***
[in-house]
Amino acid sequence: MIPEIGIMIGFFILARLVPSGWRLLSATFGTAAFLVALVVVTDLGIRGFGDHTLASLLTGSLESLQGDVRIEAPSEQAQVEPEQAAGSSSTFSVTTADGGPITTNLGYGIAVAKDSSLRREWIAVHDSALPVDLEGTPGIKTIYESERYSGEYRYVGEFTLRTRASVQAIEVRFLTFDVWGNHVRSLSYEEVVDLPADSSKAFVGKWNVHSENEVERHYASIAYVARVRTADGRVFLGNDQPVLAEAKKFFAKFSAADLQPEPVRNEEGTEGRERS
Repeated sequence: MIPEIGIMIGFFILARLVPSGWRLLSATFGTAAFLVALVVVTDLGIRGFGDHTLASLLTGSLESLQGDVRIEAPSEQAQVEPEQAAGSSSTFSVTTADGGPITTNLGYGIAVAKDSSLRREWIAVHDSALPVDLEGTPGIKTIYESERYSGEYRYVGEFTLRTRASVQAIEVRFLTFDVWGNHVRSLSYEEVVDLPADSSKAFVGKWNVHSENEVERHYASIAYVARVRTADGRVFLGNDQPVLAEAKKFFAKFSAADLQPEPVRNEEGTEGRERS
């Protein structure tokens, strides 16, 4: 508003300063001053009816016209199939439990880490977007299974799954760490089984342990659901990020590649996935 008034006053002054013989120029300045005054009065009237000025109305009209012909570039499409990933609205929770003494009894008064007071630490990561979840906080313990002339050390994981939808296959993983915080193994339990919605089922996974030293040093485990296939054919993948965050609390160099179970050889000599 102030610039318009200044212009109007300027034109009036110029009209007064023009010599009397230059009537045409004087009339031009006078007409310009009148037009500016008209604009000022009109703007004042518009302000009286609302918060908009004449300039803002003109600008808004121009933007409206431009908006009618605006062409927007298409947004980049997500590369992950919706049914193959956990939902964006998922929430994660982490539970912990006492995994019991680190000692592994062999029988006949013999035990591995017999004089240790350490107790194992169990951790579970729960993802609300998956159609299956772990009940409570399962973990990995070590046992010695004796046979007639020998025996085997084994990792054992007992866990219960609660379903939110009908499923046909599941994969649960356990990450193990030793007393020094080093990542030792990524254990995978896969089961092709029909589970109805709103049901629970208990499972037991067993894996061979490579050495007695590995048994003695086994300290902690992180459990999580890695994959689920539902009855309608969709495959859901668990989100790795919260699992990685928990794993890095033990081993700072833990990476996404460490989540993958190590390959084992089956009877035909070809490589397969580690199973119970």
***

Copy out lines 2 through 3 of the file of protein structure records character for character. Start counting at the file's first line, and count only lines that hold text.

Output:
Amino acid sequence: MIPEIGIMIGFFILARLVPSGWRLLSATFGTAAFLVALVVVTDLGIRGFGDHTLASLLTGSLESLQGDVRIEAPSEQAQVEPEQAAGSSSTFSVTTADGGPITTNLGYGIAVAKDSSLRREWIAVHDSALPVDLEGTPGIKTIYESERYSGEYRYVGEFTLRTRASVQAIEVRFLTFDVWGNHVRSLSYEEVVDLPADSSKAFVGKWNVHSENEVERHYASIAYVARVRTADGRVFLGNDQPVLAEAKKFFAKFSAADLQPEPVRNEEGTEGRERS
Repeated sequence: MIPEIGIMIGFFILARLVPSGWRLLSATFGTAAFLVALVVVTDLGIRGFGDHTLASLLTGSLESLQGDVRIEAPSEQAQVEPEQAAGSSSTFSVTTADGGPITTNLGYGIAVAKDSSLRREWIAVHDSALPVDLEGTPGIKTIYESERYSGEYRYVGEFTLRTRASVQAIEVRFLTFDVWGNHVRSLSYEEVVDLPADSSKAFVGKWNVHSENEVERHYASIAYVARVRTADGRVFLGNDQPVLAEAKKFFAKFSAADLQPEPVRNEEGTEGRERS